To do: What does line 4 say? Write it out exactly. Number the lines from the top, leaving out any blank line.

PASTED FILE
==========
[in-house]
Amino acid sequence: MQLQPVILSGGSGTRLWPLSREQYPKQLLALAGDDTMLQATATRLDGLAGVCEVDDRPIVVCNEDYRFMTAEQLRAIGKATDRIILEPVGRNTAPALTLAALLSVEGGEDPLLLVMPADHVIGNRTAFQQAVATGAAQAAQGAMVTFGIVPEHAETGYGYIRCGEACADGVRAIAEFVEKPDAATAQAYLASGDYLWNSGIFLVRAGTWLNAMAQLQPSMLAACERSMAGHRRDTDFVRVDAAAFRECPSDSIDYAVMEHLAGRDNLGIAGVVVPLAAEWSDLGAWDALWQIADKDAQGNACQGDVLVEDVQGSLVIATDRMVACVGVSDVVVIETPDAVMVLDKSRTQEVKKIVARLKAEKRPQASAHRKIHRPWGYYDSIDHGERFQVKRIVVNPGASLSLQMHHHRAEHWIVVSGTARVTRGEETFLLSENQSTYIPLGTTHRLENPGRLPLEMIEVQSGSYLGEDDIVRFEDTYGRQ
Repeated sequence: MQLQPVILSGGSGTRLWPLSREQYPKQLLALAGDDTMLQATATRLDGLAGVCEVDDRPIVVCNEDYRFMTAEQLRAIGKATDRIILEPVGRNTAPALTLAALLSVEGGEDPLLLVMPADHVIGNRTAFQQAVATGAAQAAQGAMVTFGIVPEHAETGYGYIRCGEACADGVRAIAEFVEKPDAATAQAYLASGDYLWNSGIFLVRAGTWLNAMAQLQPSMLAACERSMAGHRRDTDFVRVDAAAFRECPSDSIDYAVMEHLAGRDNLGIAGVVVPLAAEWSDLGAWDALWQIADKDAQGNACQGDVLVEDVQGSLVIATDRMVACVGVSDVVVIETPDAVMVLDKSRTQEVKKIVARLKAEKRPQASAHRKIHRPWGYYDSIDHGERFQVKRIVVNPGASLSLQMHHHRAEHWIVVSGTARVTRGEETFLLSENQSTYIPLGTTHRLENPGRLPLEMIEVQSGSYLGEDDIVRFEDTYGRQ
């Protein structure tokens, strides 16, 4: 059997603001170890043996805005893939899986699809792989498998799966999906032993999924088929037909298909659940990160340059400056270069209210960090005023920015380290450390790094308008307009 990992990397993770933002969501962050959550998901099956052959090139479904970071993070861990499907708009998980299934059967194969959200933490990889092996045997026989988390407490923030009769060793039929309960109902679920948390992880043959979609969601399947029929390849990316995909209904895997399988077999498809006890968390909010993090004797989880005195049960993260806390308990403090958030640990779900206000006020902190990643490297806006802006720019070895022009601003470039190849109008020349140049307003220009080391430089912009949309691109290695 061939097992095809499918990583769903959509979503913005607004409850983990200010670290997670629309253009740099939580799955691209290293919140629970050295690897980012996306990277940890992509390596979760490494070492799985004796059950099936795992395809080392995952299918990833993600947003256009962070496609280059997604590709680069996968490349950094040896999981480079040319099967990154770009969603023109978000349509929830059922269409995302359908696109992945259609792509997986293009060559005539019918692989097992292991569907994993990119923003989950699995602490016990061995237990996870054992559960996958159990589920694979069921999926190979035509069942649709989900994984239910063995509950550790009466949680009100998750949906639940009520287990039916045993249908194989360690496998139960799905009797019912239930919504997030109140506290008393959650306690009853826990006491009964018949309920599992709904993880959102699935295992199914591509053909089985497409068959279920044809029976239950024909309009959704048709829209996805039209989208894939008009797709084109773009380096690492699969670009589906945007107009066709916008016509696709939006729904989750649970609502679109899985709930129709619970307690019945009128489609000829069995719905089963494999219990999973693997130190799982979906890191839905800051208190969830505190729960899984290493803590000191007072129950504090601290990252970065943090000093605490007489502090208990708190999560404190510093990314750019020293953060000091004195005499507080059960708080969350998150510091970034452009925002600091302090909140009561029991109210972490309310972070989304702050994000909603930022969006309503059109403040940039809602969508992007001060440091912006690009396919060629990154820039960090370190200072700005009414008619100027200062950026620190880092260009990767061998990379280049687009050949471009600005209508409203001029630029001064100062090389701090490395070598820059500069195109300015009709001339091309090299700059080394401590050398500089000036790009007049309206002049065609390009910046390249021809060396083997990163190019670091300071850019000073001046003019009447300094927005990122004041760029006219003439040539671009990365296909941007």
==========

């Protein structure tokens, strides 16, 4: 059997603001170890043996805005893939899986699809792989498998799966999906032993999924088929037909298909659940990160340059400056270069209210960090005023920015380290450390790094308008307009 990992990397993770933002969501962050959550998901099956052959090139479904970071993070861990499907708009998980299934059967194969959200933490990889092996045997026989988390407490923030009769060793039929309960109902679920948390992880043959979609969601399947029929390849990316995909209904895997399988077999498809006890968390909010993090004797989880005195049960993260806390308990403090958030640990779900206000006020902190990643490297806006802006720019070895022009601003470039190849109008020349140049307003220009080391430089912009949309691109290695 061939097992095809499918990583769903959509979503913005607004409850983990200010670290997670629309253009740099939580799955691209290293919140629970050295690897980012996306990277940890992509390596979760490494070492799985004796059950099936795992395809080392995952299918990833993600947003256009962070496609280059997604590709680069996968490349950094040896999981480079040319099967990154770009969603023109978000349509929830059922269409995302359908696109992945259609792509997986293009060559005539019918692989097992292991569907994993990119923003989950699995602490016990061995237990996870054992559960996958159990589920694979069921999926190979035509069942649709989900994984239910063995509950550790009466949680009100998750949906639940009520287990039916045993249908194989360690496998139960799905009797019912239930919504997030109140506290008393959650306690009853826990006491009964018949309920599992709904993880959102699935295992199914591509053909089985497409068959279920044809029976239950024909309009959704048709829209996805039209989208894939008009797709084109773009380096690492699969670009589906945007107009066709916008016509696709939006729904989750649970609502679109899985709930129709619970307690019945009128489609000829069995719905089963494999219990999973693997130190799982979906890191839905800051208190969830505190729960899984290493803590000191007072129950504090601290990252970065943090000093605490007489502090208990708190999560404190510093990314750019020293953060000091004195005499507080059960708080969350998150510091970034452009925002600091302090909140009561029991109210972490309310972070989304702050994000909603930022969006309503059109403040940039809602969508992007001060440091912006690009396919060629990154820039960090370190200072700005009414008619100027200062950026620190880092260009990767061998990379280049687009050949471009600005209508409203001029630029001064100062090389701090490395070598820059500069195109300015009709001339091309090299700059080394401590050398500089000036790009007049309206002049065609390009910046390249021809060396083997990163190019670091300071850019000073001046003019009447300094927005990122004041760029006219003439040539671009990365296909941007």